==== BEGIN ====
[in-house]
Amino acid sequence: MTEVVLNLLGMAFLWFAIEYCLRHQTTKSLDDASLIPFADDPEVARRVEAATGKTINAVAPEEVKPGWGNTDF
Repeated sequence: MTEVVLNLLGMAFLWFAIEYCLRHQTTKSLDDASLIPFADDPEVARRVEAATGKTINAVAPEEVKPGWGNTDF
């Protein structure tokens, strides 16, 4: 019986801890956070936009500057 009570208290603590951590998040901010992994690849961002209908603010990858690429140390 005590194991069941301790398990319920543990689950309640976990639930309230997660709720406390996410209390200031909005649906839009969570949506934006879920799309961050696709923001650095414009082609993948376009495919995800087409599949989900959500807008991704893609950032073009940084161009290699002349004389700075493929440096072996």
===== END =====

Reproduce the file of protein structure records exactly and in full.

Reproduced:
[in-house]
Amino acid sequence: MTEVVLNLLGMAFLWFAIEYCLRHQTTKSLDDASLIPFADDPEVARRVEAATGKTINAVAPEEVKPGWGNTDF
Repeated sequence: MTEVVLNLLGMAFLWFAIEYCLRHQTTKSLDDASLIPFADDPEVARRVEAATGKTINAVAPEEVKPGWGNTDF
């Protein structure tokens, strides 16, 4: 019986801890956070936009500057 009570208290603590951590998040901010992994690849961002209908603010990858690429140390 005590194991069941301790398990319920543990689950309640976990639930309230997660709720406390996410209390200031909005649906839009969570949506934006879920799309961050696709923001650095414009082609993948376009495919995800087409599949989900959500807008991704893609950032073009940084161009290699002349004389700075493929440096072996």